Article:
Famous Five Audio Experience
Natalie Meisner was approached this August by Critical Mass, a Calgary design firm who had been contracted by the Famous 5 foundation to make a binaural experience that would celebrate person's day. After an initial brainstorming session, the team agreed to collaborate on the project. Natalie would write the script, and consult with the sound and creative team. This was a dream project for her as it brought together two of her areas of interest: innovative directions in creative script writing and the history of women's rights in Canada. Binaural beats are recorded with equipment that mimics the human ear so that the sound is immersive. When you wear earphones and walk among the statues of the famous 5 downtown (or the one in Ottawa, for that matter) the voices of the women and the sounds of the tea party surround you, so that you can really be transported back to the moment that the women signed the petition and decided to fight the supreme court decision.
Natalie writes radio plays and audio for CBC Radio on occasion and recently began making "podplays" which are free downloadable mp3 pieces of literature that respond to certain sites in Calgary. She has been making these with her own hand held equipment, and so leaped at the chance to collaborate with a full sound team. The deadline, Critical Mass let her know was tight: the Famou5 foundation wanted the script completed and all the sound elements added in time for October 18th, to celebrate the landmark decision in 1929. She was were camping in the Rockies with her boys and so the script was written on a series of picnic tables. The script consultation meetings occurred from coffee shops where she could grab free wifi. She blasted through five drafts all before mid September to arrive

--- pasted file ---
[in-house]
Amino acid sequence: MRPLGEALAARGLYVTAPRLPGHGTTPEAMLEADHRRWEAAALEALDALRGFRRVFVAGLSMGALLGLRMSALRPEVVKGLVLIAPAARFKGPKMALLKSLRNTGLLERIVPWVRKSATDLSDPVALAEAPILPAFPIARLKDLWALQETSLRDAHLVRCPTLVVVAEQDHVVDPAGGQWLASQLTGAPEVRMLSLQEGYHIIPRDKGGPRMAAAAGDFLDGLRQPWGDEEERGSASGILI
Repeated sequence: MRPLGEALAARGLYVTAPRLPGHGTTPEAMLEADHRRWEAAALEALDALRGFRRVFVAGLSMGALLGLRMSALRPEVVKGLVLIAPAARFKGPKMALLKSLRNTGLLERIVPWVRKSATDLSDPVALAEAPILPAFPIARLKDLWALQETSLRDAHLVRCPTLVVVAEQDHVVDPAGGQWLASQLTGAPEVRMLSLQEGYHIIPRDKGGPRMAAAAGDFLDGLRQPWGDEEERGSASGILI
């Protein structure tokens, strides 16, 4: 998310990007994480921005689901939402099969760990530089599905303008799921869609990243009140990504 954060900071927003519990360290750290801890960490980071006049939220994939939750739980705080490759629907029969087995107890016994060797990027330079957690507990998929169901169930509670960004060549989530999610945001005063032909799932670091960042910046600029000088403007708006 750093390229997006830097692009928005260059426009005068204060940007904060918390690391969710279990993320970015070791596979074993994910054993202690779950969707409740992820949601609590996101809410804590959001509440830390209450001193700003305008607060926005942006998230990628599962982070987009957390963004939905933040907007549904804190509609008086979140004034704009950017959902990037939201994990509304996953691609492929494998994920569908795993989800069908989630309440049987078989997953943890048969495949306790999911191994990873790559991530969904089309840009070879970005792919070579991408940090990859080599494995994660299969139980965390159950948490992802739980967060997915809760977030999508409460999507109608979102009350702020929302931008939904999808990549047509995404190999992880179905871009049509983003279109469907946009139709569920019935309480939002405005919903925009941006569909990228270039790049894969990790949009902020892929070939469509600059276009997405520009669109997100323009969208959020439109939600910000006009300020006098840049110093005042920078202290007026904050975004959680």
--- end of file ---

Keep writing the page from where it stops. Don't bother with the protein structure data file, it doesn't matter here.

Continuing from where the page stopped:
It was a rich and rewarding experience and we are all pleased with this lively piece of multimedia that could inspire the next generation to learn about the history of women and the vote in Canada. One of the things that she wanted to do was to break up the stereotype that the suffragists were all stodgy boring ladies with no sense of humor. They were often painted this way by mainstream media, and certainly the anti-suffrage cartoons are an example of this... but in reality of course they were complex, determined, and often hilarious individuals. A work like McClung's Purple Springs, for example, reveals the way that laughter and humour were often deployed as conscious-raising techniques. So one of the things that she wanted to do was to show how, although serious and momentous work was accomplished, the Pink Teas also held an element of fun and emancipatory laughter as well.
For more information on this project, please check out the website at: http://www.famou5.ca/binaural.